New halting sites law for Irish Travellers
In September, the Irish government passed a new law, the "Housing (Traveller Accommodation) Act", which obliges all local authorities to adopt a concrete proposal for a five year programme to create halting sites. If the local elected authorities fail to adopt such a proposal within a given time period, the task will be passed to civil servants, whose proposals generally involve much higher numbers of halting sites. According to a press release of the Irish Government, at the end of November 1997 (prior to the Act), 3,394 Traveller families were in local authority accommodation, while 1,127 families were living on the roadside.
According to The Irish Times, the policy has so far been effective in making authorities adopt plans for halting sites. For example, the Dun Laoghaire-Rathdown local authority in county Dublin already has plans for nine sites. Mr Eamon Gilmore TD, a representative of Dun Laoghaire-Rathdown County Council, pointed out in The Irish Times report of September 21, 1998 that the major advantage of this act was that "Under the Act it will be illegal for travellers to halt on the side of the road or public space within a mile of an existing halting site". Mr Gilmore believes that this fact will get rid of "problems associated with many of the larger encampments".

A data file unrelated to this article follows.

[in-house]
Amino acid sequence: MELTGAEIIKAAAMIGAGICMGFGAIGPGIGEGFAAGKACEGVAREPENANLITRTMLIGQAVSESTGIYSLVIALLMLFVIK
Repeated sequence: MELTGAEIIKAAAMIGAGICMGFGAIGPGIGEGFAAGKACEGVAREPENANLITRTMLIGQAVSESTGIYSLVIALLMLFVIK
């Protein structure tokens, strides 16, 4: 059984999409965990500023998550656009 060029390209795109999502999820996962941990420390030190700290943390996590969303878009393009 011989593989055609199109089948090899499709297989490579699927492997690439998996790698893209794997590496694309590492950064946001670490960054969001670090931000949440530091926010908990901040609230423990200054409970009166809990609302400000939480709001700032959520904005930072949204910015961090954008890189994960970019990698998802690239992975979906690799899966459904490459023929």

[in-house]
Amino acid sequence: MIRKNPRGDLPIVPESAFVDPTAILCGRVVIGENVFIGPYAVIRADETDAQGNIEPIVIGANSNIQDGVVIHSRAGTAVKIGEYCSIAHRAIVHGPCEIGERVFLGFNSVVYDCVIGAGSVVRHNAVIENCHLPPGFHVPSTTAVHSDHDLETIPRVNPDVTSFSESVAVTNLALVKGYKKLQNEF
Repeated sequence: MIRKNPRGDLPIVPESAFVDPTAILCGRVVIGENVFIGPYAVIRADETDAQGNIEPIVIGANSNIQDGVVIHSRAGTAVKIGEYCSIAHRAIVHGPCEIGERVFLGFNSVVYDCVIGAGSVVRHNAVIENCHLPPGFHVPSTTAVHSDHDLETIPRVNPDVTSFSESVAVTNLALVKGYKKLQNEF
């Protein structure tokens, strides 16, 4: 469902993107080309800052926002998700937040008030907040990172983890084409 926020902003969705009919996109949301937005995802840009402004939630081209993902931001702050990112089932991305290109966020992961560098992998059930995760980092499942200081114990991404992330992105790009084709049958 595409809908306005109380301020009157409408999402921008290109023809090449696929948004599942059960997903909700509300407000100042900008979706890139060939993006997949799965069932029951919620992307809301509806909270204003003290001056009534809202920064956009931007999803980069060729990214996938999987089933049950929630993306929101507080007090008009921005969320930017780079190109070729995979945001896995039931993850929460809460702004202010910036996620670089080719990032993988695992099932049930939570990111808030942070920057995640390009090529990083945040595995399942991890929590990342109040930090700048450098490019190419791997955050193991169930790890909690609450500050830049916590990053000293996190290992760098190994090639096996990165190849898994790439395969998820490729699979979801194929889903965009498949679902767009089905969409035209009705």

Meanwhile in Killiney Hill, Co. Dublin, a halting site had been proposed in a former granite quarry, currently used by climbers and campers. On September 21, The Irish Times reported that the local residents had applied for a Special Area Amenity Order (SAAO), claiming that the quarry was an area of natural beauty. The introduction of an SAAO for the area would mean that no halting sites could be established there. The process takes a few years and in the meantime the authority may not make plans to build halting sites in the area. Ms Betty Coffey, who tabled the proposal, admitted to The Irish Times that the SAAO was being sought in order to stop the proposed halting site as well as to preserve the natural environment. She claimed that her intentions were "a bit of both, to frustrate the halting site plans and to protect the wonderful amenity that is Killiney and Dalkey Hill." (ERRC, The Irish Times)